Of interest: Although there is plenty of excitement surrounding the Lions' offense, as usual, we still have some important questions to get answered. That seems like as good of a focus as any this week. We've already noted the offensive line. It's also worth pointing out that all three of quarterback Matthew Stafford's completions last week went to receiver Calvin Johnson. Patrick Edwards didn't have a catch in the preseason opener, and either he or another young receiver -- Matt Willis? -- will have to step up in the first-team environment to provide some production. The tight end situation also seems more unsettled than it initially appeared. Behind starter Brandon Pettigrew, are we positive that Tony Scheffler is a lock to make the team? Or could some strong preseason performances by rookies Michael Williams and Joseph Fauria give the Lions some previously unexpected roster flexibility?

BBAO: Timetable for Jerome Felton

August, 15, 2013
8/15/13
7:30
AM ET
We're Black and Blue All Over:

At this point, the Minnesota Vikings do not believe that fullback Jerome Felton will miss the start of the regular season, even after he underwent an emergency appendectomy Wednesday on the final day of training camp.

There doesn't seem much reason for Felton to play in the preseason, but with 24 days remaining until the Vikings' regular-season opener at the Detroit Lions, there is an adequate time period for him to heal.

The only other fullback on the Vikings' roster is undrafted rookie Zach Line, who made a splash in the preseason opener with a 61-yard touchdown reception.

Continuing around the NFC North:
  • Bob Sansevere of the St. Paul Pioneer Press speaks with Line.
  • There are four players, including rookie Cordarrelle Patterson, in line to compete with punt returner Marcus Sherels. More from Andrew Krammer of 1500ESPN.com.
  • Mark Craig of the Star Tribune speaks with former Vikings defensive end Kenechi Udeze, whose coaching internship with the team ended Thursday. Udeze just hit the five-year anniversary of receiving a bone marrow transplant to fight leukemia.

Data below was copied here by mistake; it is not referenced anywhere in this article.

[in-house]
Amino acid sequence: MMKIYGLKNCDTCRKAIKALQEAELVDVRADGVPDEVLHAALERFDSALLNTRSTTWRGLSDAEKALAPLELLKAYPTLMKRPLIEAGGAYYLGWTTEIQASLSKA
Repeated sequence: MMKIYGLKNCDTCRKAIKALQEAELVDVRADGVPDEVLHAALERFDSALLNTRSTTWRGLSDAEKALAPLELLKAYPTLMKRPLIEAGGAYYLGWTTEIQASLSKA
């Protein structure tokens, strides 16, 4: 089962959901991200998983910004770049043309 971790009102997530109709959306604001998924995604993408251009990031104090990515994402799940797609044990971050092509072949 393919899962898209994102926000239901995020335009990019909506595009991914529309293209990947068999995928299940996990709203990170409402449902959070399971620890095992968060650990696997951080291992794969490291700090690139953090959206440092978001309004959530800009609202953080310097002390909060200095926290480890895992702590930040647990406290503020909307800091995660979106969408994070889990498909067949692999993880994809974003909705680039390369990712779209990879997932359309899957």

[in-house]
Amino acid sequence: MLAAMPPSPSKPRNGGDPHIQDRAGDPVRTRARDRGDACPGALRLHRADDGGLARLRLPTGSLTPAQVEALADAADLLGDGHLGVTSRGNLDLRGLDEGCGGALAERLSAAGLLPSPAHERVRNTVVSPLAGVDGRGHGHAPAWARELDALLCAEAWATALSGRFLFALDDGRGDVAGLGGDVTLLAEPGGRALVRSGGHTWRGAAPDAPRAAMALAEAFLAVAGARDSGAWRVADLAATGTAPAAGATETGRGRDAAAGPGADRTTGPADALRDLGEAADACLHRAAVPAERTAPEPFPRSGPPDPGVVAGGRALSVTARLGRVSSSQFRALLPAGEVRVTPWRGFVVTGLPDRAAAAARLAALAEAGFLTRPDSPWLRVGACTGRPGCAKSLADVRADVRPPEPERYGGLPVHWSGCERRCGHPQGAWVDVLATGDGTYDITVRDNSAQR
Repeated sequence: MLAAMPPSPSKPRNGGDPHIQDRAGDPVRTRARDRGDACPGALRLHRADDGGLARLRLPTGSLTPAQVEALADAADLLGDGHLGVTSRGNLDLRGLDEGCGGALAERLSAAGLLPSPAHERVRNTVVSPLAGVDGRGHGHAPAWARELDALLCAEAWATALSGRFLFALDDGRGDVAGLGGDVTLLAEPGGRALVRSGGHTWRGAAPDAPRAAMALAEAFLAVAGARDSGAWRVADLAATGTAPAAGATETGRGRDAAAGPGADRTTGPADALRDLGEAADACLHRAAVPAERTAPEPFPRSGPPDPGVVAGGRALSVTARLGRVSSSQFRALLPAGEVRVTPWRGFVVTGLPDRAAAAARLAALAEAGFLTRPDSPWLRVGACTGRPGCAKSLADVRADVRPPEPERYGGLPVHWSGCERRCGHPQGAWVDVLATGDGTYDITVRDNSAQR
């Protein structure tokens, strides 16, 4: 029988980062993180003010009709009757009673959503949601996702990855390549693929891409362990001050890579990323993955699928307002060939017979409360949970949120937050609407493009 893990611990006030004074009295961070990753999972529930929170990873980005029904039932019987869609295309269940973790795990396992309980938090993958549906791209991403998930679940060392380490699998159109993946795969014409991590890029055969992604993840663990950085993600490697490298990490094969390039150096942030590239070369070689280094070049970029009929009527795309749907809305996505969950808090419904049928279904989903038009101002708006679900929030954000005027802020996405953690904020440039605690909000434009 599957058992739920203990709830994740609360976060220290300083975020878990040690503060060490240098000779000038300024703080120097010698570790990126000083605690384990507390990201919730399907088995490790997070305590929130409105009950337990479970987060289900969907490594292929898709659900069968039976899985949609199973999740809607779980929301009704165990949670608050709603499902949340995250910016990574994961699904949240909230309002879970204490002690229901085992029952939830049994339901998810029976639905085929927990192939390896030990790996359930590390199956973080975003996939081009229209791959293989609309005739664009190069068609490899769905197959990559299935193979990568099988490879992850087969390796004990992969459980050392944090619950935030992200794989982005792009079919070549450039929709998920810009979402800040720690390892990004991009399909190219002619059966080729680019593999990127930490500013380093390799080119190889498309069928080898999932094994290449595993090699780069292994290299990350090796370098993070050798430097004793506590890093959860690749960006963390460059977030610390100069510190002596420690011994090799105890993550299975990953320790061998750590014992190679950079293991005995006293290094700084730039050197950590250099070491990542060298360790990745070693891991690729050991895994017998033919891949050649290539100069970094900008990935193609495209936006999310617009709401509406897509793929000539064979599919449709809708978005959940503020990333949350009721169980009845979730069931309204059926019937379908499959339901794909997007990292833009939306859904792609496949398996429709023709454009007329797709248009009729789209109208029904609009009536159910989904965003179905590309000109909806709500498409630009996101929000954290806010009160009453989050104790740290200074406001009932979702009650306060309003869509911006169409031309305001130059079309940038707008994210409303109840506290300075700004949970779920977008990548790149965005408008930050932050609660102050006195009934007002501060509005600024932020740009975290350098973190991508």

• Receiver Matt Willis is one of five players to watch Thursday night in the Lions' preseason game at the Cleveland Browns, according to Justin Rogers of Mlive.com.
  • Dave Birkett of the Detroit Free Press wants to see better work from defensive backs Bill Bentley and Don Carey in this game.
  • John Niyo's Detroit News column on Lions linebacker DeAndre Levy is worth a read. Levy's eccentric personality has led him on some wild adventures. Niyo: "Last summer, that meant swimming with great white sharks in South Africa and bushwhacking his way through Botswana. This summer, he headed for Peru, spending five days hiking the Inca Trail to Machu Pichu and then another week slogging through a remote area of the Amazon rainforest in Peru’s Loreto province. Five hours from the nearest town, it was just Levy and a couple local guides, living off the land. And for Levy, this was paradise found."
  • The starting job is there for the taking for Chicago Bears rookie linebacker Jon Bostic. More from Brad Biggs of the Chicago Tribune.
  • Michael C. Wright of ESPNChicago.com has a story on the unlikely connection between Bears rookie guard Kyle Long and defensive tackle Nate Collins.
  • Adam L. Jahns of the Chicago Sun-Times: "Assignments will be blown, sacks will be given up and frustration will ensue. But Bears offensive coordinator/line coach Aaron Kromer wants that to continue right now for two rookies, right guard Kyle Long and right tackle Jordan Mills. Kromer will throw them to the wolves and let them learn and grow -- that's part of the plan to find the best five for the offensive line."
  • Bob McGinn of the Milwaukee Journal Sentinel: "There are hard workers, there are workaholics and then there's Jarrett Bush."
  • Packers quarterback Vince Young is making progress but has a long way to go, according to Jason Wilde of ESPNMilwaukee.com.
  • Rob Demovsky of ESPN.com: "At age 29 and entering his ninth NFL season, Aaron Rodgers is on a rep count for the first time since he became the Green Bay Packers starting quarterback in 2008. It has been especially noticeable during team periods this week, when at times Rodgers has taken only the first rep or two before giving way to the backups. That’s a significant change from past camps in which Rodgers often took the first three or four reps of each period, and the backups would get two or one snaps each."
  • Packers tight end Matthew Mulligan brings a level of physicality to the team's running game. More from Pete Dougherty of the Green Bay Press-Gazette.